It wasn’t the most yards Missouri had ever given up on the ground, but never in coach Gary Pinkel’s 13 seasons at MU has his run defense been abused like it was Saturday at the Georgia Dome.
Auburn steamrolled Missouri for 545 yards rushing in a 59-42 victory in the highest-scoring SEC championship since it began in 1992.
“I told guys, I’m not leaving Atlanta without a ring,” said Auburn junior running back Tre Mason, the game’s MVP who ran 46 times for 304 yards and four touchdowns. “I told them, I’m not leaving without being a champion. That sunk into those guys. They took it to heart and performed well tonight.”
“I think you give them credit, but certainly we made a lot of errors,” Pinkel said. “I think as their tempo kept cranking up, I think we probably didn’t handle that very well either.”
Missouri, 11-2, allowed 681 yards against Oklahoma in 1986, but the 412 yards Eric Crouch-led Nebraska rolled up in Pinkel’s inaugural season of 2001 was the most the MU run defense had allowed since he took charge.
Auburn, 12-1, blew that mark out of the water led by Mason, who set an Auburn record for carries and SEC championship game records for rushing yards and touchdowns.
“The holes that he was running through, I think you might have been able to run through,” MU senior cornerback E.J. Gaines said. When met with an incredulous response, he added, “Well, you didn’t see them obviously.”
Mason also credited for offensive line for making the MVP performance possible.
“Those guys open up some of the biggest holes that I’ve ever seen, that I’ve ever ran through,” Mason said.
He wasn’t alone.
Quarterback Nick Marshall added 16 carries for 101 yards and a touchdown for Auburn, which averaged 7.4 yards per carry on 74 attempts and scored seven rushing touchdowns against a Missouri defense that had allowed just 11 in the regular season.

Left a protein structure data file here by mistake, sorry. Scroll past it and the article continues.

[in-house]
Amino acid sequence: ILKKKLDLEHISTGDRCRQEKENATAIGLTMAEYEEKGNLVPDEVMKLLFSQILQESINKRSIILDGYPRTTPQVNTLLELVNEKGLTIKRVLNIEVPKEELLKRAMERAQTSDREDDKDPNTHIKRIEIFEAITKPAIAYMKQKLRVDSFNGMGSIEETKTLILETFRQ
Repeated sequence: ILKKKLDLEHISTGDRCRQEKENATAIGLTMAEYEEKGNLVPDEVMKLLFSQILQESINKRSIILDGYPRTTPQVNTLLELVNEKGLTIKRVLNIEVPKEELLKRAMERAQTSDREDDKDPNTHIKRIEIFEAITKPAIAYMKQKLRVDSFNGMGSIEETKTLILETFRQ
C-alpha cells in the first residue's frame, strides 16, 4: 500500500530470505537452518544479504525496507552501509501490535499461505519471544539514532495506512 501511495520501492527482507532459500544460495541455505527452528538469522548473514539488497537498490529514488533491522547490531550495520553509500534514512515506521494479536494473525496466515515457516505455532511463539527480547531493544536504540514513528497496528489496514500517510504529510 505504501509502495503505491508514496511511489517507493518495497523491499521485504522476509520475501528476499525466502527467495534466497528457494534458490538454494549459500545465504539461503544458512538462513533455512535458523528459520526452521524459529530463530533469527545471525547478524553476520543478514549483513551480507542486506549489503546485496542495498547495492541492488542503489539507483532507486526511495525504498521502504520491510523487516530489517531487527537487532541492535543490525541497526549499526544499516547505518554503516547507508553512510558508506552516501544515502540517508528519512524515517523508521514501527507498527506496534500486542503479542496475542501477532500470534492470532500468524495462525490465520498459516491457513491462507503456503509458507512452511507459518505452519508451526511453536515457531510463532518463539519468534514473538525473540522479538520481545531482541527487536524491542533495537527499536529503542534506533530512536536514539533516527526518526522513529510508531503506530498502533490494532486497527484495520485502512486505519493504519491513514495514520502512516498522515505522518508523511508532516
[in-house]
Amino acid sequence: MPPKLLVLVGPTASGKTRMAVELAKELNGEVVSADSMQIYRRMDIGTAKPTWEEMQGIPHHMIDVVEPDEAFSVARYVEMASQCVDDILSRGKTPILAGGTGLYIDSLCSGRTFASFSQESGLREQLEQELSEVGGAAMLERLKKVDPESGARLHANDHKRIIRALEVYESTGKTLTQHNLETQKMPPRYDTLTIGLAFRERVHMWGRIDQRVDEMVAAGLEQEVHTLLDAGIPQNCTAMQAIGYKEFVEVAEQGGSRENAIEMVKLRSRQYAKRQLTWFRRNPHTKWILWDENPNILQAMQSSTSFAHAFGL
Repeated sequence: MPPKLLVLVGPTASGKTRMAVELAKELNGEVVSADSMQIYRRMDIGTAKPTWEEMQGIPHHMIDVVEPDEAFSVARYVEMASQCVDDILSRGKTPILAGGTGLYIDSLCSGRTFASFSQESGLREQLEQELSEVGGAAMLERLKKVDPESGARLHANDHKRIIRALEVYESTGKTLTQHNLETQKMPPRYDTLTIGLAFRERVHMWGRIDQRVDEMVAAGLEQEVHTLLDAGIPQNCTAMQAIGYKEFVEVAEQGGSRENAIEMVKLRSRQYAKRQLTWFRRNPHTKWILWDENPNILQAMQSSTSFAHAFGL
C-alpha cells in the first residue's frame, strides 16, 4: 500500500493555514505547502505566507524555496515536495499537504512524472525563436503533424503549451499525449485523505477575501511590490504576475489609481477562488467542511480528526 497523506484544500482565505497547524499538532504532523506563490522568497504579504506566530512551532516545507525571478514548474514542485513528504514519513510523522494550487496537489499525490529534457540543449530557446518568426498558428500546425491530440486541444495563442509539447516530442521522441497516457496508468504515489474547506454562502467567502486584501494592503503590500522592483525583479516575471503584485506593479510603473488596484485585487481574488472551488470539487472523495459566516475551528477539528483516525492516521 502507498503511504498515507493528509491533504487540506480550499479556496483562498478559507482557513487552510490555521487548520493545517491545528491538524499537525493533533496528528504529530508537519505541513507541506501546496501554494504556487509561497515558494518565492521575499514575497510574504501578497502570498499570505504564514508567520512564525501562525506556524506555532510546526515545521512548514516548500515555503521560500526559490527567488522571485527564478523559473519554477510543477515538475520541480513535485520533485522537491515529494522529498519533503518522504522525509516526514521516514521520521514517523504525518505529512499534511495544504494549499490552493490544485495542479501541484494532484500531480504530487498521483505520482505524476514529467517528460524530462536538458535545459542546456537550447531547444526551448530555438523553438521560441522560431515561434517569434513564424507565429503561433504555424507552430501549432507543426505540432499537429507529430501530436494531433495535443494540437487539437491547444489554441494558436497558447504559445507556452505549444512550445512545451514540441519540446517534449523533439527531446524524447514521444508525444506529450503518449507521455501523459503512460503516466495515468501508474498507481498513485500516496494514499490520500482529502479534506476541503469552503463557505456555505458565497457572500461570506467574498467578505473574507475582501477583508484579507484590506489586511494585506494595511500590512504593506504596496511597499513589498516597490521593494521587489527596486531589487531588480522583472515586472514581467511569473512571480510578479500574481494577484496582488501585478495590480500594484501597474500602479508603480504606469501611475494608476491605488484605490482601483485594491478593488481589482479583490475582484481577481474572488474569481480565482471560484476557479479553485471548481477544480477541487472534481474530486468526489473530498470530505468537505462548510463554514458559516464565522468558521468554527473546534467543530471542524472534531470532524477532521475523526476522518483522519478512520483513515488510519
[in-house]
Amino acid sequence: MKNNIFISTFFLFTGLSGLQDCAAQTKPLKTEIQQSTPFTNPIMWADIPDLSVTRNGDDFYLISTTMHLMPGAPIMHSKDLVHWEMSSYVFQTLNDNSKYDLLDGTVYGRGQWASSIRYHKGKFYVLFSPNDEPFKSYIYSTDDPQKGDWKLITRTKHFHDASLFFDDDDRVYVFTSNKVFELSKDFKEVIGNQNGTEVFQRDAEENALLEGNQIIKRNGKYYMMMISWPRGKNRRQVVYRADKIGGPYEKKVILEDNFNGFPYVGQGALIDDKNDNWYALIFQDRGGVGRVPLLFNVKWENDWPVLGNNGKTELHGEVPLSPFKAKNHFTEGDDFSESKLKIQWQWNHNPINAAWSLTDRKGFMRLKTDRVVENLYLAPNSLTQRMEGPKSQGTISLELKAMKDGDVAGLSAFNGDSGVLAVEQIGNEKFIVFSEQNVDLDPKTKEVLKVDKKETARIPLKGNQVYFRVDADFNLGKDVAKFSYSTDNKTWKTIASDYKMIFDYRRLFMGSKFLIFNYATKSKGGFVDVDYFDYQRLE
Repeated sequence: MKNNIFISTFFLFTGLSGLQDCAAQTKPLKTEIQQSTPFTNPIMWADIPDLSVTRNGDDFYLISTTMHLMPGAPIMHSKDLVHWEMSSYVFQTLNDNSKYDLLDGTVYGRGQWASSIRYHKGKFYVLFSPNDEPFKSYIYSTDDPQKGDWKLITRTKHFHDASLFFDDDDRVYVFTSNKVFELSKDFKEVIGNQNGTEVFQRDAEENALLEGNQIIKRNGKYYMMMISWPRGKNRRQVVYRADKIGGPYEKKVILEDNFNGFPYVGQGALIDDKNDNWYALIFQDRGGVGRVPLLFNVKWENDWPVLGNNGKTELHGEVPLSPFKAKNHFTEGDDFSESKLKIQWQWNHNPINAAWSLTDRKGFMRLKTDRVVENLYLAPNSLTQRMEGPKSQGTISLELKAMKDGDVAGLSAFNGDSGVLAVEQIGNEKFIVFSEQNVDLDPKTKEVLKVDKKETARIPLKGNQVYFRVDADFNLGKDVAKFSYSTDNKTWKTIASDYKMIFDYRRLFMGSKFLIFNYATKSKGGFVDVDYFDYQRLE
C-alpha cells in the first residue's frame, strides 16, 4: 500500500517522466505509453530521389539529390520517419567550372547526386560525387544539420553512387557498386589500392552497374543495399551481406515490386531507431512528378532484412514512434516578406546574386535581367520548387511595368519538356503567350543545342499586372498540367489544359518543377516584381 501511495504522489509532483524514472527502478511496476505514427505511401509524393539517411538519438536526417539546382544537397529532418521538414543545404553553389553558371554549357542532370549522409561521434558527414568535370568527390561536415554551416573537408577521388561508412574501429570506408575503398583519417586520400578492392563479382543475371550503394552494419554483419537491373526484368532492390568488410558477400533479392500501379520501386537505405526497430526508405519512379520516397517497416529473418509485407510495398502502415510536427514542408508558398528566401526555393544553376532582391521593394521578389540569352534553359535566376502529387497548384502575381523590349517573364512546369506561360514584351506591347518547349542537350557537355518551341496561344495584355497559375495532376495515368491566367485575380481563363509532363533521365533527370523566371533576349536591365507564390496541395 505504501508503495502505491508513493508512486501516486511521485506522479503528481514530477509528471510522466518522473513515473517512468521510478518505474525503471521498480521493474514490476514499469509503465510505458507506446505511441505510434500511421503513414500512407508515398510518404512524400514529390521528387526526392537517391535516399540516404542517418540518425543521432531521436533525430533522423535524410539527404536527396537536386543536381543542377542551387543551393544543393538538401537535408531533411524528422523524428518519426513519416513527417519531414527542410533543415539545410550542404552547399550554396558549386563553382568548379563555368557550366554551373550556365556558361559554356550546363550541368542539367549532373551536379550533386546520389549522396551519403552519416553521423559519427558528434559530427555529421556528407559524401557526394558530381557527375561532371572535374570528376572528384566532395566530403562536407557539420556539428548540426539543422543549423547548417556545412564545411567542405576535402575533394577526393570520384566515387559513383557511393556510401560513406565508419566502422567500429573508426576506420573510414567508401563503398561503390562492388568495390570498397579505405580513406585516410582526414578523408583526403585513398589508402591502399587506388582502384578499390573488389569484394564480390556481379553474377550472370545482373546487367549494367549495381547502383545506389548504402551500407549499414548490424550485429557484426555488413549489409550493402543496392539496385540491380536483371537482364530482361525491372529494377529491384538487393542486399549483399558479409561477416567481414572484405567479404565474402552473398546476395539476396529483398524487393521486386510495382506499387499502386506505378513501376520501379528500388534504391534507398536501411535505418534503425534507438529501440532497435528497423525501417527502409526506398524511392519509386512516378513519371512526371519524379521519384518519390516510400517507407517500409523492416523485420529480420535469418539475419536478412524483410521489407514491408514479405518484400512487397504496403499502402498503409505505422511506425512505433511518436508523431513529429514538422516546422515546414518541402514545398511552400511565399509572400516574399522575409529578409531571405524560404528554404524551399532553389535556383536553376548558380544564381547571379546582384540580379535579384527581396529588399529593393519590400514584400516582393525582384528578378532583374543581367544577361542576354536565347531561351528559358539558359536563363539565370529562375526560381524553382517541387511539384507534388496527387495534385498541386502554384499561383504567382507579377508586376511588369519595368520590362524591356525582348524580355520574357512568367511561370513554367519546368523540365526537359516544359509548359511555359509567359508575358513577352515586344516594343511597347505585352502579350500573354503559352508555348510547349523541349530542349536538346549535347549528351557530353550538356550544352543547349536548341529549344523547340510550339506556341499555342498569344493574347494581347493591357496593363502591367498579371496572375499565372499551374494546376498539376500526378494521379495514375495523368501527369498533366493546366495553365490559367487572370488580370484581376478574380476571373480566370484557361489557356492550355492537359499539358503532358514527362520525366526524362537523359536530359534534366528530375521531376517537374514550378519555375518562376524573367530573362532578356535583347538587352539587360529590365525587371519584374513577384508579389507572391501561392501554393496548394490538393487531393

“I couldn’t tell you why we weren’t able to execute the game plan,” Gaines said. “You basically have to prepare for two different football plays every play really. It’s tough, but we should have gotten it done.”
It was a wild fracas throughout.
Thanks largely to junior defensive end Kony Ealy, Missouri led early in the second quarter. He sacked Marshall on Auburn’s first drive, forcing a fumble that led to an Andrew Baggett field goal for the game’s opening points.
Nearing the 13-minute mark in the second quarter, Ealy forced another Marshall fumble, which Gaines scooped up and returned 11 yards for a touchdown for a 17-14 MU lead.
In between Ealy’s two forced turnovers, Marshall’s first pass attempt yielded a scrambling 38-yard touchdown to sophomore Sammie Coates, who finished with six catches for 94 yards.
Missouri answered when senior quarterback James Franklin zipped a 28-yard touchdown to sophomore wide receiver Dorial Green-Beckham on a deep post.
Replays showed the ball hit the turf, but it was not reviewed and the touchdown stood — though the 10-7 lead didn’t last long.
Five plays and 76 yards later, Marshall scored on a 9-yard run.
Once Marshall solved the fumbling issue, Auburn’s offense proved all but unstoppable.
Mason scored two second-quarter touchdowns on runs of 7 and 3 yards sandwiched around another Missouri field goal before Franklin finished the half with a 55-yard bomb to Green-Beckham, which trimmed Auburn’s lead to 28-27 at the halftime.
Missouri retook the lead midway through the third quarter when junior Marcus Murphy was left uncovered on a wheel route for a 10-yard touchdown from Franklin, but Auburn’s punishing ground game was relentless.
Junior Corey Grant put Auburn back in front with a 2-yard touchdown run and the lead grew to 45-34 when junior Cameron Artis-Payne bowled through the line then broke into the open for a 15-yard touchdown. Mason tacked on touchdown runs of 1 and 13 yards in the fourth quarter, closing out Auburn’s eighth SEC title.
Throughout the game, Missouri shifted between three-man and four-man fronts to try and slow Auburn. It didn’t matter.
“We went out there and played the same way we have all year … ” Ealy said. “The only thing we didn’t do right was tackle and wrap up.”